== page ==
Fri | Dec 8, 2023

Disaster risk management tools created for tourism stakeholders

Published:Tuesday | June 14, 2022 | 12:07 AM
Tourists enjoy the public beach in Varadero, Cuba, Wednesday, Sept. 29, 2021.
Tourists enjoy the public beach in Varadero, Cuba, Wednesday, Sept. 29, 2021.

The Ministry of Tourism has developed a comprehensive suite of tools designed to bolster the sector’s resilience and safeguard it against disruptions such as weather-related events, among other crises.

These tools include a disaster risk management plan template and guidelines, a business continuity plan template and guidebook, and a national destination assurance framework and strategy.

They are intended to provide clear guidance to the management and staff of tourism entities on the basic infrastructure and requisite operating procedures to mitigate, prepare for, respond to, and recover from emergencies.

The business continuity plan’s development has been complemented by the training and certification of several representatives of allied state agencies who will be tasked with engaging industry stakeholders and guiding the implementation of the document’s guidelines.

The tools were developed using resources pulled from the Tourism Product Development Company (TPDCo), the Office of Disaster Preparedness and Emergency Management (ODPEM), and several municipal corporations.

Tourism Minister Edmund Bartlett made presentations to two of the industry’s representatives, Jamaica Hotel and Tourist Association (JHTA) Executive Director Camille Needham and Association of Jamaican Attractions Limited President Marilyn Burrowes.

The presentations were made on Friday, June 10, during a ceremony at The Jamaica Pegasus hotel in New Kingston, where the participants in the training also received their certificates.

Bartlett, in his remarks, said the Caribbean has been severely affected by global disruptions, particularly weather-related events, in recent years.

He noted that the 2017 hurricane season was arguably one of the most intensive the region experienced in a century, having recorded a significant number of weather systems that claimed over 3,000 lives.

Additionally, the minister said over the period since then, “we lost some $375 billion of physical assets and nearly five million people were affected across the region. In Cuba, alone, over two million people that were affected”.

He pointed out, however, that Jamaica had been spared much of the resulting dislocation and losses.

Bartlett cautioned, however, that the 2022 tropical Atlantic Hurricane Season is expected to be quite active, adding that “already, we have had named storms and we are likely to have more”.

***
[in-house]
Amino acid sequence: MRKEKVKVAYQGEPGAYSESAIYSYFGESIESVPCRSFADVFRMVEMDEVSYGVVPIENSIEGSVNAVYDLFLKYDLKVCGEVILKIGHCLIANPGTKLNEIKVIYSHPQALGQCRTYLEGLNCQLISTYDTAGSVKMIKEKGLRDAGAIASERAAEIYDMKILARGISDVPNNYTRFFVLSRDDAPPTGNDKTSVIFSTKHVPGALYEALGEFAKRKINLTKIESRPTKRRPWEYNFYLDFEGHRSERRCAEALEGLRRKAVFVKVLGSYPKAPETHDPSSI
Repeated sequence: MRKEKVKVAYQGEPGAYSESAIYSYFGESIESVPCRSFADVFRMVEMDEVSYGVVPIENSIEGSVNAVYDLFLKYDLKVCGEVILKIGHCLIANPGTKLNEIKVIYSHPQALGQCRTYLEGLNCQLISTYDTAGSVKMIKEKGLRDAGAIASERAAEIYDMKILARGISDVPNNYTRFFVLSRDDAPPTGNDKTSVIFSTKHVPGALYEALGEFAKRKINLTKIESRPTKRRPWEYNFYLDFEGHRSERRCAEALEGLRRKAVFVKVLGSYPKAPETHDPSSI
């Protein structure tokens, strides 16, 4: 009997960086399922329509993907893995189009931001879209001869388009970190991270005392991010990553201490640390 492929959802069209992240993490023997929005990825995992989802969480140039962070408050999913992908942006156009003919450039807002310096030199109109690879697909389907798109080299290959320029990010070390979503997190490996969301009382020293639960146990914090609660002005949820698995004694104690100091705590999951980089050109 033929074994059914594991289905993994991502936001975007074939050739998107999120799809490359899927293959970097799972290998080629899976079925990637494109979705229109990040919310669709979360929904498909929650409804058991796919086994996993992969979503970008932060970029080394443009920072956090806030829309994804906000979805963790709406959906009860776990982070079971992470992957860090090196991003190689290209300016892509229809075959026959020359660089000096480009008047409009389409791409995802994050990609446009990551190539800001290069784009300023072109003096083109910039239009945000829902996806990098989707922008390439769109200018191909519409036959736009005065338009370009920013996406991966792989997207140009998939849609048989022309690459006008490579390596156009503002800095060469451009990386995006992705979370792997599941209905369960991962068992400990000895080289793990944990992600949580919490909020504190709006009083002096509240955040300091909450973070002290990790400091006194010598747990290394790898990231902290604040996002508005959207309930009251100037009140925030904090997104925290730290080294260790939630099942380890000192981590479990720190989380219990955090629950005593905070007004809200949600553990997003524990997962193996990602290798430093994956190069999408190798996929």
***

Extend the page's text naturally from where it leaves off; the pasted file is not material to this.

“We are seeing some other things happening, like the persistence of the Sahara Dust, that just might be a mitigating factor. So to prepare ourselves to continue to build our capacity to be able to respond well, is critical,” he emphasised.

Consequently, Bartlett said the provisions facilitated under the ministry’s disaster risk management initiative would be “very valuable as we hone our skills and improve our tools to help to manage and to mitigate this whole situation”.

Needham, in her remarks, commended the ministry and its partners for developing the tools, which she described as “critical”.

She said that the JHTA was cognisant of the importance of resilience and sustainability as a “strategic priority for our industry” while noting that tourism was “highly dependent” on natural resources and climate-based activities.

“But while they contribute to the attractiveness of our destination, their vulnerability to shocks and disruptions has the ability to disrupt our destination’s resilience, sustainability, and ultimately, our competitiveness,” Needham pointed out.

Consequently, she said tourism risk management “is critical for our analysis, assessment, treatment, and monitoring of the risks we face from season to season, year to year”.

Against this background, Needham gave the assurance that the JHTA “is fully committed to a sectoral approach to issues like the management of natural and anthropogenic hazards and climate change and their impacts”.

Acting Director General of the Office of Disaster Preparedness and Emergency Management (ODPEM) Richard Thompson also commended the tourism ministry and its stakeholder partners for the extensive work being done “to ensure that our tourism product remains viable”.

“We are building on our economic resources and … our sustainability so that we can increase livelihoods in our country and grow our wider economy,” he added.